Whether it's unwinding from a long day, reading a book, or simply sitting alone with your own thoughts, going to a restaurant and requesting a table for one is an act of self-love. You are taking yourself out on a solo date, which could be the self-care practice you need. It gives you a good chunk of uninterrupted time to invest in yourself. Part of caring for yourself is getting to know who you are on a deeper level and peeling back the layers of your own identity.

While it can sound overwhelming at first, being independent and doing your own thing becomes really empowering over time. When you really think about it, you hang out with friends or go on a date with someone because you enjoy their company. Taking yourself out to eat is simply an act of normalizing hanging out with yourself, which can help you evolve into someone you really like. If you struggle with being alone or listening to your own thoughts, this act of self-care will likely be beneficial for your growth and help you become the best version of yourself.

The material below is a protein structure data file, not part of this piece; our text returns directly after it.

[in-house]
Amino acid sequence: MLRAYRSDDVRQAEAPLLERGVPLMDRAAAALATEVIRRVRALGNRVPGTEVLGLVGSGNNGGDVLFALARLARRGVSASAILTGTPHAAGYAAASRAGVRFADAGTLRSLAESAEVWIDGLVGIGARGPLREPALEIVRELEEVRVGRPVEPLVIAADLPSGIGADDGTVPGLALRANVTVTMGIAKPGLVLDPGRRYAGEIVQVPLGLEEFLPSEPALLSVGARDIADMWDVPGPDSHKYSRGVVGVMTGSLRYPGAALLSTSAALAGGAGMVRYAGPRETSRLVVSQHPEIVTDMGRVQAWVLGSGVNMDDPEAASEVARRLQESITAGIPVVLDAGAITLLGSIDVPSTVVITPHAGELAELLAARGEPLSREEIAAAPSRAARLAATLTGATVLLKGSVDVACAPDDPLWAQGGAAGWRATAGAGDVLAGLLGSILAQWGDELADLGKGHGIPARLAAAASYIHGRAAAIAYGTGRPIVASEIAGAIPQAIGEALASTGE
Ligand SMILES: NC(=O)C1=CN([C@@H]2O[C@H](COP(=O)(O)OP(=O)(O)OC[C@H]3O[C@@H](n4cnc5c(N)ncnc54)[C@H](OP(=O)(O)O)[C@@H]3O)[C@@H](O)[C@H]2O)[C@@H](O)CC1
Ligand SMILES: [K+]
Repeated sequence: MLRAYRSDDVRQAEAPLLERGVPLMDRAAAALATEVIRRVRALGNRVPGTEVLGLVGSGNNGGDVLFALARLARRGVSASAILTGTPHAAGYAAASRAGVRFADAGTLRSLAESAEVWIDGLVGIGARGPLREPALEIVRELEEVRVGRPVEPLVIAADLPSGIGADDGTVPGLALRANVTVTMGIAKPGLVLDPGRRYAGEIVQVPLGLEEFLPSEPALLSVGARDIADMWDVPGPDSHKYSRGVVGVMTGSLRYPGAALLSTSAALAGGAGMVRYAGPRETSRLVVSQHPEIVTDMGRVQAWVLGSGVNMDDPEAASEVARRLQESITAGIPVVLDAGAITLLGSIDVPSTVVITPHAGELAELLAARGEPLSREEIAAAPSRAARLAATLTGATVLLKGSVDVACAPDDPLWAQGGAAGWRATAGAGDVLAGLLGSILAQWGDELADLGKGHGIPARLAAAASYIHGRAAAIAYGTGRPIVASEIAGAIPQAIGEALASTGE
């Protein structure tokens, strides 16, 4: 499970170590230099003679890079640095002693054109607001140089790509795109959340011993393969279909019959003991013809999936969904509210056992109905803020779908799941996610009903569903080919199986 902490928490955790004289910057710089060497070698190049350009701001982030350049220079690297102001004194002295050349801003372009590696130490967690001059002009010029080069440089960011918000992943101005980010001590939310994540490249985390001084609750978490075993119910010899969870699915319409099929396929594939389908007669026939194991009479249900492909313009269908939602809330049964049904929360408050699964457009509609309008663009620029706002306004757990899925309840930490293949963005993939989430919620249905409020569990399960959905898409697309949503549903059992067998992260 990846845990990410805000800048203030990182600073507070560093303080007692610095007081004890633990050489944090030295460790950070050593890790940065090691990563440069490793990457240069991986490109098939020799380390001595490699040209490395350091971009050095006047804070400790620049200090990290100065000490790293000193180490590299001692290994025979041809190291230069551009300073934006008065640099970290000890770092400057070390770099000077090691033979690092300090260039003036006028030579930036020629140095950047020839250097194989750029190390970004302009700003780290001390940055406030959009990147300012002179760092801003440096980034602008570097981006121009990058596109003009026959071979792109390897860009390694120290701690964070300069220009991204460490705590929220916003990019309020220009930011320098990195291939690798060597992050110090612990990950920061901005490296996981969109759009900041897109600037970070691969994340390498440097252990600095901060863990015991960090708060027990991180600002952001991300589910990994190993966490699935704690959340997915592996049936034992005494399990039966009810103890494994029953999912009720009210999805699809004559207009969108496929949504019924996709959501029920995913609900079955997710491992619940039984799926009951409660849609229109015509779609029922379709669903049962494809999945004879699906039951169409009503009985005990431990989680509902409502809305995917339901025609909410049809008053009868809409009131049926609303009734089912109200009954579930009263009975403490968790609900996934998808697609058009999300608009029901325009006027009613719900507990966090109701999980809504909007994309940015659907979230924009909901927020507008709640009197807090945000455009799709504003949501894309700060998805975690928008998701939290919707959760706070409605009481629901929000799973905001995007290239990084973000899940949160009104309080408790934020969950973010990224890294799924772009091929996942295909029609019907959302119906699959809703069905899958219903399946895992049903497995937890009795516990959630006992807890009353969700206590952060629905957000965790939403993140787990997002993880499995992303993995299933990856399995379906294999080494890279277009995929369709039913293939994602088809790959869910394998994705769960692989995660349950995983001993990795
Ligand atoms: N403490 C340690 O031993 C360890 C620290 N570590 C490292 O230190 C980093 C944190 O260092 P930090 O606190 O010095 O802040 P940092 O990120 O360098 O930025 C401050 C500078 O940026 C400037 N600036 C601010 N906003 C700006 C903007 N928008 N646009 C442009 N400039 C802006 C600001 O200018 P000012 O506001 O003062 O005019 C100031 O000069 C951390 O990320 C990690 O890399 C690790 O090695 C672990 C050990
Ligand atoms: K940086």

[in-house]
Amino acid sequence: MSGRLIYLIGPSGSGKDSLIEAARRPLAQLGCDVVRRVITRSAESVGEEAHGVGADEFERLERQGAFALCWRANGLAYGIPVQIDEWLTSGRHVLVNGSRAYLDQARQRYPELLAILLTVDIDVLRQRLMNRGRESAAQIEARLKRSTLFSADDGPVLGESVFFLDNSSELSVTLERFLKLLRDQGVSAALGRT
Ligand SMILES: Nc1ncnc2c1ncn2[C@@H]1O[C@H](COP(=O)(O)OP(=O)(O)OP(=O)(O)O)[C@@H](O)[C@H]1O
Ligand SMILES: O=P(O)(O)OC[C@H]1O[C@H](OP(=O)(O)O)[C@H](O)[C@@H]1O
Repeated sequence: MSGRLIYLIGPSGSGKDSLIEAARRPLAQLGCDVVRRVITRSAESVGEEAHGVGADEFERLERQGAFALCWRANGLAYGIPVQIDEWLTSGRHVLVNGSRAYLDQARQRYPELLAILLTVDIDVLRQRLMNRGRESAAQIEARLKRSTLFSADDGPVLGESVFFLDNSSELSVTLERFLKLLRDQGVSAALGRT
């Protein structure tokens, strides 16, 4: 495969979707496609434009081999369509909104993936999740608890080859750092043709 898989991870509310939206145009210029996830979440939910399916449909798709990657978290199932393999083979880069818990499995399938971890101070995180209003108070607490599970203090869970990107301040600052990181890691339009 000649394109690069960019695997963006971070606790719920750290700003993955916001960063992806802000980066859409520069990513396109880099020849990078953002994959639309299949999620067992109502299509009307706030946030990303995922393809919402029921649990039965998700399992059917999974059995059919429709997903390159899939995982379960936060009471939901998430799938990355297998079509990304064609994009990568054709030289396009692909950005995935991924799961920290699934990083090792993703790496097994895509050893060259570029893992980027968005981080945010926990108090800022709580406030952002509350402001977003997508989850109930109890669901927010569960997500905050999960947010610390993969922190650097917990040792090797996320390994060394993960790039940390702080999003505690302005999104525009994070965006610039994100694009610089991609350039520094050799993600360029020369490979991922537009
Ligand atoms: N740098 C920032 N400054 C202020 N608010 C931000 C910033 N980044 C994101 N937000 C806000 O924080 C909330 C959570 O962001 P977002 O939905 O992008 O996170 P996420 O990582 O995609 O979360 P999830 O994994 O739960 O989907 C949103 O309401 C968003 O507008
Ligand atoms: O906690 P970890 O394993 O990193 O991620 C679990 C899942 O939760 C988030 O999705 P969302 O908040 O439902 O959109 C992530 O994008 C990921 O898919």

3. Being alone with your food is pretty nice

Sharing food together with friends and family is a joyous occasion, but it doesn't have to be the only way you approach eating. You've likely been to a dinner party that turns silent once the food arrives because everyone is completely overwhelmed by the taste of their meal. This feeling is only enhanced when you eat out alone because there is no expectation of conversation.

When solo diners go to specific restaurants, the chefs know it's because their food is good, not because they like the people they're with. Sometimes sitting down with a delicious meal requires solitude for it to be fully enjoyed. Instead of sneaking in bites between the casual small talk with your date, the food is the priority and gets all of your attention.

Since eating alone also minimizes distractions and makes you more present, all of your senses are enhanced as well, Mic reveals. The simple pleasures like embracing the view, smelling your food, or listening to the ambient sounds create a more peaceful experience.